When a corresponding adjustment is not needed

Although most Article 6 credits typically require approval from the seller country, there are a few exceptions. COP 27 has introduced a new category called “mitigation contributions“. These credits can serve various purposes, including supporting results-based climate finance, domestic mitigation pricing initiatives, or price-based measures within the seller country, with the goal of reducing emissions.

These particular credits come into play when a country decides not to authorize the credits for international transfer, which means that a corresponding adjustment is not necessary. However, it’s important to note that this means that these credits cannot be used in the context of Article 6 trading. Instead, they become available for use in other markets, such as voluntary carbon markets or domestic compliance markets. Presently, only Article 6.4 credits can be authorized for use as “mitigation contribution” credit.

Article 6 grants countries the authority to approve credits for international transactions under Article 6.2 or 6.4, as well as for “other international mitigation purposes” (OIMP). These alternative purposes encompass a range of objectives, including utilization within CORSIA, domestic markets, and the Voluntary Carbon Market (VCM). For instance, even though the voluntary carbon credits standard does not require a Corresponding Adjustment (CA), they plan to introduce a process for labeling credits that have undergone CA. This step is necessary for offsetting the initial phase of the CORSIA scheme for instance.

The choice of whether to mandate authorization, and consequently, a corresponding adjustment, for these alternative purposes is left to the discretion of each countries.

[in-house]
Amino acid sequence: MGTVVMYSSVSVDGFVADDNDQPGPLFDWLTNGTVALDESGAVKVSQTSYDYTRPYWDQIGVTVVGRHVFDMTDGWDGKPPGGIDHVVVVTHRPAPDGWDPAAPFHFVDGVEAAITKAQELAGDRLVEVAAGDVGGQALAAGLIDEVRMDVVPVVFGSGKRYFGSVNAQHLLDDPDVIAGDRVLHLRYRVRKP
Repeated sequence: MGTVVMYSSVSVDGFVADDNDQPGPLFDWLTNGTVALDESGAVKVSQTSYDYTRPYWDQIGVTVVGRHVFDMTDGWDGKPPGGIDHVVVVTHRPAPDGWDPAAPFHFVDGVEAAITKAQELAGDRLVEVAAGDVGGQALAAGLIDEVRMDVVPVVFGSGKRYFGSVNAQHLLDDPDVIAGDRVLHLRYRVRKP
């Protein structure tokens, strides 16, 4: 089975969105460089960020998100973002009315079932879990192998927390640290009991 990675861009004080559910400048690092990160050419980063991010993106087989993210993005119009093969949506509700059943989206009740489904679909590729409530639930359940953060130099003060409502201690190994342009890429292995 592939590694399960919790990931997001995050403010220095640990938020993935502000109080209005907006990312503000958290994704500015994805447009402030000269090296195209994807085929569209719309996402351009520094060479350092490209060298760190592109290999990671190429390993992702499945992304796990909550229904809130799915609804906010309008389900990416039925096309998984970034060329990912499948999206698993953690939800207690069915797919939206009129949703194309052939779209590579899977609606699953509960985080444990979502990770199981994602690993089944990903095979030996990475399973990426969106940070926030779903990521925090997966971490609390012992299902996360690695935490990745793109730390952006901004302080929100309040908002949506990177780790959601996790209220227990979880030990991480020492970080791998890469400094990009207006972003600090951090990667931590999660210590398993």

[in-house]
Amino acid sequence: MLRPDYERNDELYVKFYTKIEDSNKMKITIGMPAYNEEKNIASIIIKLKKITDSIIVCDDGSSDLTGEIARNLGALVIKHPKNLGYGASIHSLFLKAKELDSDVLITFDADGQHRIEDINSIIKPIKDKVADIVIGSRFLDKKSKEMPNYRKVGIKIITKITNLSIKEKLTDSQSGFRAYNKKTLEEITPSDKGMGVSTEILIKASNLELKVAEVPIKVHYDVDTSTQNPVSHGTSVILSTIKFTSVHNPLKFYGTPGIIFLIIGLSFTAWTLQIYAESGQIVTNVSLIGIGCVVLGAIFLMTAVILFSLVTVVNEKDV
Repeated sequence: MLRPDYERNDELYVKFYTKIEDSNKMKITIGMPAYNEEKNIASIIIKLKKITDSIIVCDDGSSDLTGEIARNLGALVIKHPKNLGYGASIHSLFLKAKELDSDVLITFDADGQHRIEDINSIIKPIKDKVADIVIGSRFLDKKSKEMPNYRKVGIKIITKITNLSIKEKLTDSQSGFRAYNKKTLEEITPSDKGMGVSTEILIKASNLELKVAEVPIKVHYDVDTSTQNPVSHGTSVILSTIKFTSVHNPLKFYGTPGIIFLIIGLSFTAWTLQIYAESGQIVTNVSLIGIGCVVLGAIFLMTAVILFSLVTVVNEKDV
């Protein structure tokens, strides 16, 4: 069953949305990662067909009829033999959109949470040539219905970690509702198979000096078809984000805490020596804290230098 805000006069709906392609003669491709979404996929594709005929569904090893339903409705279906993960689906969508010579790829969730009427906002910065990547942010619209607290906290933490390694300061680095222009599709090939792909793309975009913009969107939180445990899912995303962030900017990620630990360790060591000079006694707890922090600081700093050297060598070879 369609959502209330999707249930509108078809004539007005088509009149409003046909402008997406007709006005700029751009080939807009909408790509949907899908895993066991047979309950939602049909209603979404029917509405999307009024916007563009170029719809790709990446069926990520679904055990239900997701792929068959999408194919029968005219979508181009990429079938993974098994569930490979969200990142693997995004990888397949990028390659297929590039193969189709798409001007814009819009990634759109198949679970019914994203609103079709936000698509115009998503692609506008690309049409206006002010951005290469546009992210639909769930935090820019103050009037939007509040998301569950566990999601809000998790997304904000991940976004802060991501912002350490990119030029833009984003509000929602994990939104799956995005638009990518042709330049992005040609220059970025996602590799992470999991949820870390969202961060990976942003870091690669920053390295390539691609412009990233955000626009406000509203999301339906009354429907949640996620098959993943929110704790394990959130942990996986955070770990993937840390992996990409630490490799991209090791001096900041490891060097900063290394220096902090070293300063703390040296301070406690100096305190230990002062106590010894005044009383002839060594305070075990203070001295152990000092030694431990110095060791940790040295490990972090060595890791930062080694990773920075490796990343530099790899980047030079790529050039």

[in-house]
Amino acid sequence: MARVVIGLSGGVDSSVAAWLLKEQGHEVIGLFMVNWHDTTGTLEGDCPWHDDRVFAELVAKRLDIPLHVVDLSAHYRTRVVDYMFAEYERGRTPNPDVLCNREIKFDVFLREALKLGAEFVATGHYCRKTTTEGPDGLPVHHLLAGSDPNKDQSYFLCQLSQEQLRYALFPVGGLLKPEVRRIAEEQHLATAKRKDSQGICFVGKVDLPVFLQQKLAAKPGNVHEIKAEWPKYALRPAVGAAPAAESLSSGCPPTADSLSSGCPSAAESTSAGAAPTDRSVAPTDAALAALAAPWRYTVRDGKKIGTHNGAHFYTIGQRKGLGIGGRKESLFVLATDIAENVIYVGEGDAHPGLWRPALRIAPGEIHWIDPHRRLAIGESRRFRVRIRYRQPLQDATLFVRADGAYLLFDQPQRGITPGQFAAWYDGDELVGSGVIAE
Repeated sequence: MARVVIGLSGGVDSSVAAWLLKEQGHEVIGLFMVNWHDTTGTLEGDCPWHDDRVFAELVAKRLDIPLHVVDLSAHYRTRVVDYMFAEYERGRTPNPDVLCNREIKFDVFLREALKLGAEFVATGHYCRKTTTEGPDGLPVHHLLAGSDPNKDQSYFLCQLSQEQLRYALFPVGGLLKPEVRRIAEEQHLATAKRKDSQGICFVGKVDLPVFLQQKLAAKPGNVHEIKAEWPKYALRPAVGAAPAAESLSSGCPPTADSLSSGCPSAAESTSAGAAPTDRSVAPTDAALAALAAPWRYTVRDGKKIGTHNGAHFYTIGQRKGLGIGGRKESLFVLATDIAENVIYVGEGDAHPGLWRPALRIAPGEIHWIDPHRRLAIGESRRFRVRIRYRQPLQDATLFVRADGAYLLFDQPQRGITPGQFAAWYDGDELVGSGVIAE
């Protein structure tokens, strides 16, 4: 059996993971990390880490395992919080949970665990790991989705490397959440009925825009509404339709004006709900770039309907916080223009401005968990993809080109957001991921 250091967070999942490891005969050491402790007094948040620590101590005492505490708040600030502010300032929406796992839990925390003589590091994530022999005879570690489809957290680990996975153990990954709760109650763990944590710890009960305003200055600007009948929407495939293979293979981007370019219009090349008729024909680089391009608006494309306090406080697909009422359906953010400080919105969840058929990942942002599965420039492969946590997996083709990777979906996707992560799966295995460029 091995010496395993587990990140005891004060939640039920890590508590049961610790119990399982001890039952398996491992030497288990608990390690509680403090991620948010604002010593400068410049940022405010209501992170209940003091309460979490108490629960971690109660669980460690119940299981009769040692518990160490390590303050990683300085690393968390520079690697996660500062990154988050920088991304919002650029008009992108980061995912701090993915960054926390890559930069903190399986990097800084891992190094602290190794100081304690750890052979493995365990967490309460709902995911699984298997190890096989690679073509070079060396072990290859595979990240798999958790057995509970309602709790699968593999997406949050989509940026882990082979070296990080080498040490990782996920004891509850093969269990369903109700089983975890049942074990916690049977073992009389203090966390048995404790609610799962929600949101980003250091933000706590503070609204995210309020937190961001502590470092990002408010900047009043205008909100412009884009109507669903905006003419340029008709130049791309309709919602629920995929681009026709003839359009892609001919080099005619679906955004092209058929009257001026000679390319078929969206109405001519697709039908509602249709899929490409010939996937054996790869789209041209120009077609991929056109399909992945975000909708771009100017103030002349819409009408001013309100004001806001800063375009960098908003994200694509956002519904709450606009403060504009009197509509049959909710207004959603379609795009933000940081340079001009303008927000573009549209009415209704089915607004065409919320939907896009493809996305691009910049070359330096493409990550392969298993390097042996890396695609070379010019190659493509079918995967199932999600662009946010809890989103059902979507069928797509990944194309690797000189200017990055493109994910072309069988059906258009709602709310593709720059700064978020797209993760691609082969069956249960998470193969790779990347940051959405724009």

Certain nations may enforce a rule where all carbon credits, whether intended for international buyers for voluntary or compliance purposes, must go through a corresponding adjustment process. The Bahamas’ Climate Change and Carbon Market Initiatives Act of 2022 serve s as an illustration of this requirement.

In contrast, countries like Ghana take a different approach by stating that VCM projects are not obliged to undergo a corresponding adjustment. However, they provide the flexibility for project developers to request one if the buyer wishes to have a CA.

Additionally, other countries might require a CA if the ultimate buyer intends to use the credits for offsetting claims. However, credits utilized for “mitigation contribution” or “beyond value chain mitigation” claims may not necessitate a corresponding adjustment.

Currently most countries have not yet given clarity around their intention of requiring authorization for VCM credits, as they need additional information, including capacity building and risk assessments, before deciding on corresponding adjustment options. This option also results in the risk for project developers, traders and buyers as a later decision could impact multi-year sales agreements.

What to expect from the next COP 28

At COP 28, countries will prioritize these Article 6 aspects:

  • Operationalizing Article 6.2 and 6.4: Finalizing rules for international emissions unit transfers, including tracking and ensuring single-count accountability.
  • Supporting Sustainable Development: Ensuring Article 6 aids sustainable development in developing nations, with equitable benefit sharing and alignment with sustainable development goals.
  • Preventing Double Counting: Developing safeguards to maintain the global carbon market’s credibility and verify genuine and additional emissions reductions.